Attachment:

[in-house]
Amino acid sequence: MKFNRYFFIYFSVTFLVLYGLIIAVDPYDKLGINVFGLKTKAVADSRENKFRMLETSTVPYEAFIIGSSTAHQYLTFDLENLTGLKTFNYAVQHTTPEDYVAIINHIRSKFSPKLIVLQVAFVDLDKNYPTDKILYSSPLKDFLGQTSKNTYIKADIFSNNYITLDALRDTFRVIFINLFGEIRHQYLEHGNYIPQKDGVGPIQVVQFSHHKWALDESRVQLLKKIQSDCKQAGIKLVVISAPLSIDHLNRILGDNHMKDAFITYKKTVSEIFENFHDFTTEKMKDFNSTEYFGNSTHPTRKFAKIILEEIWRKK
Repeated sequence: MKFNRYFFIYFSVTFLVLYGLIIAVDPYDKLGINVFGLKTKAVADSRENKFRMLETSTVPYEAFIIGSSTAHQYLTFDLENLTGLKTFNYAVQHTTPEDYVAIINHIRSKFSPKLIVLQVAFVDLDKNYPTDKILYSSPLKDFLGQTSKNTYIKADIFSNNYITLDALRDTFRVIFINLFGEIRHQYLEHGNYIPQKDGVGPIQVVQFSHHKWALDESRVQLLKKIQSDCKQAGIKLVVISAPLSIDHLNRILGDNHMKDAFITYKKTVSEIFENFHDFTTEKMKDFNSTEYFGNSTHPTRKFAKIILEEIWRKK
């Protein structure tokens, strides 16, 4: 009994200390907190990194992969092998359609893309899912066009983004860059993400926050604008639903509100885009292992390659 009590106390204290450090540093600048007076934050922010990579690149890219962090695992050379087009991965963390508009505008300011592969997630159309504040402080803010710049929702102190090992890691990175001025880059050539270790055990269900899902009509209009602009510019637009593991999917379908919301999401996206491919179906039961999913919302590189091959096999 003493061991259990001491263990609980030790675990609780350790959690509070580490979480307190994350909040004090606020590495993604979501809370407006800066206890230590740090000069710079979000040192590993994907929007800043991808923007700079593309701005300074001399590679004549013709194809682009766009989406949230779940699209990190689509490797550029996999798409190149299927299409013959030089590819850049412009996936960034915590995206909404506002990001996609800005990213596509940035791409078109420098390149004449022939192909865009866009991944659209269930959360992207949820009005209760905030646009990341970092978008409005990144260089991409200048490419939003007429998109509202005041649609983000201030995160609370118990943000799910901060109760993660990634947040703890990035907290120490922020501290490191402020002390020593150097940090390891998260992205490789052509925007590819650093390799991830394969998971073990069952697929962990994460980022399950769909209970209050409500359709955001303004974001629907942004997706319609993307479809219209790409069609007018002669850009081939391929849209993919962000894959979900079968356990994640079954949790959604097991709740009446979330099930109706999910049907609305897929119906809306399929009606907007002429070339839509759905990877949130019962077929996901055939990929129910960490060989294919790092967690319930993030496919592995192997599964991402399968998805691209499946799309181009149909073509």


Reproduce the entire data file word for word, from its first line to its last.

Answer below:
[in-house]
Amino acid sequence: MKFNRYFFIYFSVTFLVLYGLIIAVDPYDKLGINVFGLKTKAVADSRENKFRMLETSTVPYEAFIIGSSTAHQYLTFDLENLTGLKTFNYAVQHTTPEDYVAIINHIRSKFSPKLIVLQVAFVDLDKNYPTDKILYSSPLKDFLGQTSKNTYIKADIFSNNYITLDALRDTFRVIFINLFGEIRHQYLEHGNYIPQKDGVGPIQVVQFSHHKWALDESRVQLLKKIQSDCKQAGIKLVVISAPLSIDHLNRILGDNHMKDAFITYKKTVSEIFENFHDFTTEKMKDFNSTEYFGNSTHPTRKFAKIILEEIWRKK
Repeated sequence: MKFNRYFFIYFSVTFLVLYGLIIAVDPYDKLGINVFGLKTKAVADSRENKFRMLETSTVPYEAFIIGSSTAHQYLTFDLENLTGLKTFNYAVQHTTPEDYVAIINHIRSKFSPKLIVLQVAFVDLDKNYPTDKILYSSPLKDFLGQTSKNTYIKADIFSNNYITLDALRDTFRVIFINLFGEIRHQYLEHGNYIPQKDGVGPIQVVQFSHHKWALDESRVQLLKKIQSDCKQAGIKLVVISAPLSIDHLNRILGDNHMKDAFITYKKTVSEIFENFHDFTTEKMKDFNSTEYFGNSTHPTRKFAKIILEEIWRKK
């Protein structure tokens, strides 16, 4: 009994200390907190990194992969092998359609893309899912066009983004860059993400926050604008639903509100885009292992390659 009590106390204290450090540093600048007076934050922010990579690149890219962090695992050379087009991965963390508009505008300011592969997630159309504040402080803010710049929702102190090992890691990175001025880059050539270790055990269900899902009509209009602009510019637009593991999917379908919301999401996206491919179906039961999913919302590189091959096999 003493061991259990001491263990609980030790675990609780350790959690509070580490979480307190994350909040004090606020590495993604979501809370407006800066206890230590740090000069710079979000040192590993994907929007800043991808923007700079593309701005300074001399590679004549013709194809682009766009989406949230779940699209990190689509490797550029996999798409190149299927299409013959030089590819850049412009996936960034915590995206909404506002990001996609800005990213596509940035791409078109420098390149004449022939192909865009866009991944659209269930959360992207949820009005209760905030646009990341970092978008409005990144260089991409200048490419939003007429998109509202005041649609983000201030995160609370118990943000799910901060109760993660990634947040703890990035907290120490922020501290490191402020002390020593150097940090390891998260992205490789052509925007590819650093390799991830394969998971073990069952697929962990994460980022399950769909209970209050409500359709955001303004974001629907942004997706319609993307479809219209790409069609007018002669850009081939391929849209993919962000894959979900079968356990994640079954949790959604097991709740009446979330099930109706999910049907609305897929119906809306399929009606907007002429070339839509759905990877949130019962077929996901055939990929129910960490060989294919790092967690319930993030496919592995192997599964991402399968998805691209499946799309181009149909073509």